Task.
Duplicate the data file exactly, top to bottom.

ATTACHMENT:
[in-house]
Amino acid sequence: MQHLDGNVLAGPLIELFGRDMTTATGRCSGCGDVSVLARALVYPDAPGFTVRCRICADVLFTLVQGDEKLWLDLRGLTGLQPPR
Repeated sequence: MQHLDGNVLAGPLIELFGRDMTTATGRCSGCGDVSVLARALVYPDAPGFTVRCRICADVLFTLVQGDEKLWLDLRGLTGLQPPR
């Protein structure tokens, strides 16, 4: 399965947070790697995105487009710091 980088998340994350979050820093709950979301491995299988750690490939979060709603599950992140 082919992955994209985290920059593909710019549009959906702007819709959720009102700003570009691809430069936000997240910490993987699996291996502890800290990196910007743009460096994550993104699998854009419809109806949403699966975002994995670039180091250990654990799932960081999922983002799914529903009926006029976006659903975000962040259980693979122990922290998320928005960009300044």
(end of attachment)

[in-house]
Amino acid sequence: MQHLDGNVLAGPLIELFGRDMTTATGRCSGCGDVSVLARALVYPDAPGFTVRCRICADVLFTLVQGDEKLWLDLRGLTGLQPPR
Repeated sequence: MQHLDGNVLAGPLIELFGRDMTTATGRCSGCGDVSVLARALVYPDAPGFTVRCRICADVLFTLVQGDEKLWLDLRGLTGLQPPR
């Protein structure tokens, strides 16, 4: 399965947070790697995105487009710091 980088998340994350979050820093709950979301491995299988750690490939979060709603599950992140 082919992955994209985290920059593909710019549009959906702007819709959720009102700003570009691809430069936000997240910490993987699996291996502890800290990196910007743009460096994550993104699998854009419809109806949403699966975002994995670039180091250990654990799932960081999922983002799914529903009926006029976006659903975000962040259980693979122990922290998320928005960009300044």